This is one of the most tedious books that I ever finished. It takes place in China during the Cultural Revolution. Achee Min left her home in a Shanghai tenement to join a labor collective where she lived by the rules of Mao's little red book.

Her oppressive life was described in excruciating detail. I sympathized with the methodical, authoritarian destruction of her spirit. However, I could not see the beauty of the storytelling which many have described as poetic. I did not gain many insights
My Review: Books are in my blood, it’s no secret. I am shamelessly in awe of literature. Such enormous life concepts- passion, culture, love, war; even existence itself- become contained within a few magical pages. On a dusty shelf in the corner of a rare bookstore in Salt Lake City, Utah sits Communist China, in all its colossal glory, simply waiting to be discovered by an unsuspecting, shelf-perusing reader.

Red Azalea is the story of a girl trying to grow up in the shadow of Mao- “I was an ad
Memoir. By the same author as PEARL IN CHINA. This author, born in 1957, grew up in China during Mao's Cultural Revolution. She was the oldest of 4 children and, upon graduating from "high school" at age 17, had to go work as a peasant on what was basically a commune, b/c at least one child from every family had to give a child to work for the country as a peasant. [Her work and time there reminded me a bit of that adolescent book, The Endless Steppe (about a girl growing up in Siberia), if anyo ...more
Min writes an honest memoir of coming-of-age through Mao's cultural revolution. I was going to write bluntly honest, but decided that blunt described the memoir itself. Her sentence structure is short and punchy. She tells it as it was. She bares her emotions, rubbed raw by injustice and oppression. Nearly everyone is broken by Mao's machine.

I found her stories of farm labor interesting. Her relationship with Yan surprised me - in its innocence and path. Found it hard to believe that they could
The one lesson I took away from this book is that when my gut tells me to stop reading, I should listen to it. Only about 30 pages in, I wanted to walk away and I truly wish I had. Min has a fairly emotionless style, and I could not feel for her. I was much more intersted in the supporting "characters" all of whom seemed to be leading more fascinating lives than the author. She endures some hardships, but it turns out her biggest crisis is when she is cheated out of the starring role in a Commun ...more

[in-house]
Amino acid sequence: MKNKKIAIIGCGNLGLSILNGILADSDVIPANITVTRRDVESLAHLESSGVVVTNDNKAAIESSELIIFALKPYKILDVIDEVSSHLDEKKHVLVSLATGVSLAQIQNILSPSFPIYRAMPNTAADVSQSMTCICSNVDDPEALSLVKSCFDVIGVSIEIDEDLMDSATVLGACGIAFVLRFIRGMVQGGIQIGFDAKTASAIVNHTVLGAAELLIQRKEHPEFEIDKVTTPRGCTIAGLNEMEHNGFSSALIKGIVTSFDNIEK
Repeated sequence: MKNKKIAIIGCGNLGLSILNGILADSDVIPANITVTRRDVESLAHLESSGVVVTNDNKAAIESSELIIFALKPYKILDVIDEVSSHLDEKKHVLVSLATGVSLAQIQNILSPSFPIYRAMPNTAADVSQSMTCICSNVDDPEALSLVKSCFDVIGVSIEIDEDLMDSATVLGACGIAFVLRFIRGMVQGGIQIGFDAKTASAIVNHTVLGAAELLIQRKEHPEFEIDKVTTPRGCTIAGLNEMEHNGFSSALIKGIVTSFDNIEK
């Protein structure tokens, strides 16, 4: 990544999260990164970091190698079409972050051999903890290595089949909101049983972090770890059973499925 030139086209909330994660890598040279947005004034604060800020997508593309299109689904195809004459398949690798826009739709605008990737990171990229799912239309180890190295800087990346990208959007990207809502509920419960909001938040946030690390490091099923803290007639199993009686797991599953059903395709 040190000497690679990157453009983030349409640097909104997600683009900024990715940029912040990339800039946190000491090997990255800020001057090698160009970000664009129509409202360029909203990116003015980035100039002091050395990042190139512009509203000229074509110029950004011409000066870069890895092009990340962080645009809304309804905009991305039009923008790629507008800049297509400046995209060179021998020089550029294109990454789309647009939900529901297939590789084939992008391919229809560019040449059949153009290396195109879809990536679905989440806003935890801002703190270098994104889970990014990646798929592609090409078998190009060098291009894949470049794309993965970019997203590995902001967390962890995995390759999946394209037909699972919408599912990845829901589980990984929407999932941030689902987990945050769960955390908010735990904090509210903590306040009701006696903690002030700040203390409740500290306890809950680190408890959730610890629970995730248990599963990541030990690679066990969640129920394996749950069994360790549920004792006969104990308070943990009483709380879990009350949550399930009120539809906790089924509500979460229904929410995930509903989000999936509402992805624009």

Anchee Min grew up during China's Cultural Revolution, and she has an interesting story to tell about growing up as an excellent student, being sent to the country to work as a communal farm laborer to fill her family's peasant quota, and then being selected to receive acting lessons. I have two main gripes about the book: her prose is extremely choppy, which was very distracting to me, and she dwelt at length on some parts of her story while barely talking about others. I'm surprised I finished ...more
I read Red Azalea years ago and only remembered it because of Anchee Min's newly released second memoir The Cooked Seed. Red Azalea, a memoir about her life growing up under the waning years Mao, is definitely a favorite of mine. It's received criticism due to the simplistic language and awkward translation, which I feel is ridiculous as she taught herself English, so of course it's going to read a bit raw. It's definitely a gripping story and deserves a read.
Akemi G
I read this at college (I went to a college in Ohio), and all my friends loved it. I liked it, too, but as I look back, I cannot help feeling . . . well . . . were we mesmerized or something? But then, if a book has the power to mesmerize a bunch of students, it deserves at least 4 stars.

It gives us the internal view of Mao China, its Cultural Revolution, the life in a society most Americans are unfamiliar with. That's certainly interesting. For me, however, this book is about being human. The
Anchee Min remembers with clarity and poignancy growing up during China’s Great Proletarian Cultural Revolution (1966–1976). She experienced abject poverty, brutal physical hardship, first love, and loss, all during this extraordinary and terrifying period of China’s history.